But not only that; let freedom ring from Stone Mountain of Georgia!

Let freedom ring from Lookout Mountain of Tennessee!

Let freedom ring from every hill and molehill of Mississippi. From every mountainside, let freedom ring.

And when this happens, when we allow freedom to ring, when we let it ring from every village and every hamlet, from every state and every city, we will be able to speed up that day when all of God's children, black men and white men, Jews and Gentiles, Protestants and Catholics, will be able to join hands and sing in the words of the old Negro spiritual, "Free at last! free at last! thank God Almighty, we are free at last!"

Wednesday, August 25, 2010

Which Musical Are You?

Grizzly Dan and Solly 2
Originally uploaded by paynehollow
So, following a bit more "churchy" discussion at church tonight, the topic moved to the less spiritual, "If you could be any role in a musical, who would you be and from which musical?"

My first answer right off the top of my head was Curly, from Oklahoma, as that is one of my favorite musicals. But then, as the discussion continued, I kept thinking, "Yeah! That's who I wanna be!"

I bounced over to Danny from Grease and Dick Van Dyke in Mary Poppins (I LOVE him in that!) and, finally, Kermit the Frog, from The Muppet Movie...

No, make that Gonzo! (I love I'm Going to Go Back There Some Day.)

For my church friends who might happen here, some of the other answers were:

Roger - Don Quixote
Brady - Maria's friend (whose name I forget) from West Side Story
Susan T - Maria from Sound of Music (or any Julie Andrews roles)
Susan B - Eva Peron from Evita

Tracy and Molly also offered opinions, but I'm forgetting them.

How about it, anyone? Who would you be?

Monday, August 16, 2010

Pharisee Heresy

Peeking Cat 2
Originally uploaded by paynehollow
Hey, gang! It's group participation time!

I was wondering if folk would like to put down what they know, have heard, have read, or just randomly think about the problem with being Pharisaical.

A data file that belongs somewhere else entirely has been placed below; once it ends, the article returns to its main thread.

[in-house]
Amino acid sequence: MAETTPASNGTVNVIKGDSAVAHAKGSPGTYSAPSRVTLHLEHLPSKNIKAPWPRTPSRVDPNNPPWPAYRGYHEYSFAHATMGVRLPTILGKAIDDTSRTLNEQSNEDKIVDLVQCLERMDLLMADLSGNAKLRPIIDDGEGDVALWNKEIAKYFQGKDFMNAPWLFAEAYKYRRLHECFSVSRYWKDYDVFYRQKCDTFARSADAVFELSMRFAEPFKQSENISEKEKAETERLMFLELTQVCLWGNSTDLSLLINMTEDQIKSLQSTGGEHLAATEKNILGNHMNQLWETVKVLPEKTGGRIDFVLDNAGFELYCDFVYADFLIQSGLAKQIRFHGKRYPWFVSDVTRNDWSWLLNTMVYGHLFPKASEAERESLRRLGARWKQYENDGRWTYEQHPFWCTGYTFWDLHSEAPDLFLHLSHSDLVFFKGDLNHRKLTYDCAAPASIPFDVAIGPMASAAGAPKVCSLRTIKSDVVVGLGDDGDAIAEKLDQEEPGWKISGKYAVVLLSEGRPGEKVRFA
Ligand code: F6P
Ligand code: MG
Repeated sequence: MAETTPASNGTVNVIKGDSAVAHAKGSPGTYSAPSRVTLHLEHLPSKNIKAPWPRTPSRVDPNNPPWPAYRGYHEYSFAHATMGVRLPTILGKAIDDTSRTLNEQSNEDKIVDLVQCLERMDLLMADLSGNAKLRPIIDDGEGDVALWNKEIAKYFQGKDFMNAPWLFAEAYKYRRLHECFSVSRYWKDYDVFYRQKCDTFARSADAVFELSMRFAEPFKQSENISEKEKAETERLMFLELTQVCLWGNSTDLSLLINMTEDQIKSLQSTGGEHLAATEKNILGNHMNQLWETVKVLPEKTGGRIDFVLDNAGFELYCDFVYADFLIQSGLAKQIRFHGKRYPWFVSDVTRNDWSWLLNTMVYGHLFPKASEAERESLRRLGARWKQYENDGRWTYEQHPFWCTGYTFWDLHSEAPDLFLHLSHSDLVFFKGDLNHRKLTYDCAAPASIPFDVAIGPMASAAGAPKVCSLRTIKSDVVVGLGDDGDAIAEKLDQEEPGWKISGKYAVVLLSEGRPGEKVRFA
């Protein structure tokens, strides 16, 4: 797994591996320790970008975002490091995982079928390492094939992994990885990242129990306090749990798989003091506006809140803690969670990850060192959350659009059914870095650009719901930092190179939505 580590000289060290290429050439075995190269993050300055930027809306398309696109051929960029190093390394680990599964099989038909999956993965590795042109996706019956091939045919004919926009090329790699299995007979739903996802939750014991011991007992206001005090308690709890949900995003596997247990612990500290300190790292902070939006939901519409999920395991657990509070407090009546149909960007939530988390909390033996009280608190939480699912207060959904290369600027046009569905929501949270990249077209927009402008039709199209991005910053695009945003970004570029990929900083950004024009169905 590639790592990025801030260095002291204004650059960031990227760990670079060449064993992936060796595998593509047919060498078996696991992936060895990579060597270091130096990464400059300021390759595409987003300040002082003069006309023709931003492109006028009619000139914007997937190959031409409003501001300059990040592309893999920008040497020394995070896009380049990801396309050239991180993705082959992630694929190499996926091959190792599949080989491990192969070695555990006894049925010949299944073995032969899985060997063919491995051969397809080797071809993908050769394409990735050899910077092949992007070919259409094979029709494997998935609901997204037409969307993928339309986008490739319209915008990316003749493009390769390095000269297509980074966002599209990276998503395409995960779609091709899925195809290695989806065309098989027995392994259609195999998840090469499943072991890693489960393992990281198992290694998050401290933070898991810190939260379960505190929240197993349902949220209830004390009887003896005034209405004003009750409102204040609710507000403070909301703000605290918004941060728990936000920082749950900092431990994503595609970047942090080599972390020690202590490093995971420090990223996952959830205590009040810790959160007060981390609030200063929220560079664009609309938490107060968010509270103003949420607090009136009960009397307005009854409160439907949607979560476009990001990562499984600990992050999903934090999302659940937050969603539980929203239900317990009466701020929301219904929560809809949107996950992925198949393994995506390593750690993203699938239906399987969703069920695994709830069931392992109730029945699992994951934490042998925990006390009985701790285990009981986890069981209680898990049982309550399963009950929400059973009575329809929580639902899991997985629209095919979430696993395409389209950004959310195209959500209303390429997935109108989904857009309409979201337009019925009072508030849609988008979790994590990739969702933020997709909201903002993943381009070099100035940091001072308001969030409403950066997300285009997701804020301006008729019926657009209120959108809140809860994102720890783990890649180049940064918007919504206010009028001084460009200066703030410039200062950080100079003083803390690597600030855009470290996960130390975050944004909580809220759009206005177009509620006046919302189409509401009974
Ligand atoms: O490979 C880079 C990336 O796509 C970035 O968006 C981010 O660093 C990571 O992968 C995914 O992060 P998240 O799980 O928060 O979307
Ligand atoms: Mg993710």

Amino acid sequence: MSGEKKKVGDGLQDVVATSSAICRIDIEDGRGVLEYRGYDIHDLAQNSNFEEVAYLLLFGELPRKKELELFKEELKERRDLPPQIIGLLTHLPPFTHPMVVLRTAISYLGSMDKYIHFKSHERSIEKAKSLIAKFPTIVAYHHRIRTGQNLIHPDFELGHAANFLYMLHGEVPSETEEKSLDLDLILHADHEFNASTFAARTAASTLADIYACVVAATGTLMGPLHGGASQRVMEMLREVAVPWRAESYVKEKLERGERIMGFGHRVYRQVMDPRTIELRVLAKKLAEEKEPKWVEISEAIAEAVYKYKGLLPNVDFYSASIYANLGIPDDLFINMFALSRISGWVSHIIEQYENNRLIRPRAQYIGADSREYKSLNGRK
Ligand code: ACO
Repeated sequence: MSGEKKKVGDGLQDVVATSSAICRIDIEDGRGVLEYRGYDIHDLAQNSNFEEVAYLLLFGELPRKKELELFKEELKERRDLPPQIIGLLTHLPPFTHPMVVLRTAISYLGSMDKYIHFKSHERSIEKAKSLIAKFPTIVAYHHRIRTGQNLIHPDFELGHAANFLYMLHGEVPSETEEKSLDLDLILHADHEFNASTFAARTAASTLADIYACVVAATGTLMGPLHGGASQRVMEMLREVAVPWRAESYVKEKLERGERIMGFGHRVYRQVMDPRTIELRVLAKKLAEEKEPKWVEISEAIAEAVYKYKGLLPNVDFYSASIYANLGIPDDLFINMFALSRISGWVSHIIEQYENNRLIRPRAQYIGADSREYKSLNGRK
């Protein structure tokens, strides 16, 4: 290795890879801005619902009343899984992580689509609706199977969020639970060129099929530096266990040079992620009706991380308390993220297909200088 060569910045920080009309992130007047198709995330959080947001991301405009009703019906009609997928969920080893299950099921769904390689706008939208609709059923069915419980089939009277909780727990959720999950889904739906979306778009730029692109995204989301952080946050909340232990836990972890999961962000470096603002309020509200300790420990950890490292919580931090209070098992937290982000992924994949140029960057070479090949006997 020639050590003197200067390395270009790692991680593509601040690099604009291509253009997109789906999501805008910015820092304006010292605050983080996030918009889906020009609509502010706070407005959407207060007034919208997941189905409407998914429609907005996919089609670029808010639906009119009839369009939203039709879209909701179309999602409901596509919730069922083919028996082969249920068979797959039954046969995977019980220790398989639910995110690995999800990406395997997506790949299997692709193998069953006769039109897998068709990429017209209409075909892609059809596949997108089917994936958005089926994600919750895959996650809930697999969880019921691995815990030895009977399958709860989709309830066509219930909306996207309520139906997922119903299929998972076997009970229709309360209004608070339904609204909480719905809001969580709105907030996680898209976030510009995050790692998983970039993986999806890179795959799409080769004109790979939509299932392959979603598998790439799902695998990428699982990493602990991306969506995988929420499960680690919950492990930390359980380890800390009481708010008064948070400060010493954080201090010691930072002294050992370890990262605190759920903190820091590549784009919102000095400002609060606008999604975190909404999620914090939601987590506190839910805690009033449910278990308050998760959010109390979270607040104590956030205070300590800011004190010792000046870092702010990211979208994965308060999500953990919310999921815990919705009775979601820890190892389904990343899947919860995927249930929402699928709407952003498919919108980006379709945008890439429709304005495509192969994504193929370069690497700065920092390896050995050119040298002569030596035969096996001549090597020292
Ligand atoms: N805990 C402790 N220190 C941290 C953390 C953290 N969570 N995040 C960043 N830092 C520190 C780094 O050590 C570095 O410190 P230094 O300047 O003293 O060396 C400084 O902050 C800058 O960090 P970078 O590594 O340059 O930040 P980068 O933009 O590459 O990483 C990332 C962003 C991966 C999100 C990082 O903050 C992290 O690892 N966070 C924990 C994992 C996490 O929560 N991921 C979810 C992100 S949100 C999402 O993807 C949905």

We all know that, in most places these days, to accuse someone of being a Pharisee is not a compliment. "Being a pharisee" has come to be known as being hypocritical or being judgmental or, something. And that's what I'm wanting you to share with me - What is the "sin of being a Pharisee?"

First off, the disclaimers: I understand from various readings and sermons over the years that the Pharisees aren't quite the bad guys we tend to make them out to be, at least not at their best.

In Jesus' day, the Jewish people were a subjected people, second class citizens under the thumb of the Roman empire and in danger of being assimilated and losing their religion. The Pharisees were a "back to the fundamentals" group who wanted to help the Jewish folk be true to their best ideals. It is my understanding that they tended to be simple living advocates, who shunned the excesses of materialism and that they were often quite good people who just wanted to be true to their God.

Nonetheless, we know that they took it overboard and became wrongly judgmental, sometimes hypocritical. But of course, we know that being "judgmental" is not a wrong in itself - we OUGHT to be discerning and make judgments on matters. Or not?

So, tell me what you think: Where did the Pharisees go wrong? What was/is their sin?


Monday, August 9, 2010

A Prayer for Peace

With the uproar about the Islamic Center being built in NYC, and with the remembrance of Peace Sunday and the horrors of the nuclear bombing of Hiroshima and Nagasaki, I offer a small prayer for peace...

The song is "Jerusalem," written by Steve Earle and sung here by Donna and Dan, with Jordan accompanying us on mandolin.

I woke up this mornin' and none of the news was good
And death machines were rumblin' 'cross the ground where Jesus stood
And the man on my TV told me that it had always been that way
And there was nothin' anyone could do or say

And I almost listened to him
Yeah, I almost lost my mind
Then I regained my senses again
And looked into my heart to find

That I believe that one fine day all the children of Abraham
Will lay down their swords forever in Jerusalem

Well maybe I'm only dreamin' and maybe I'm just a fool
But I don't remember learnin' how to hate in Sunday school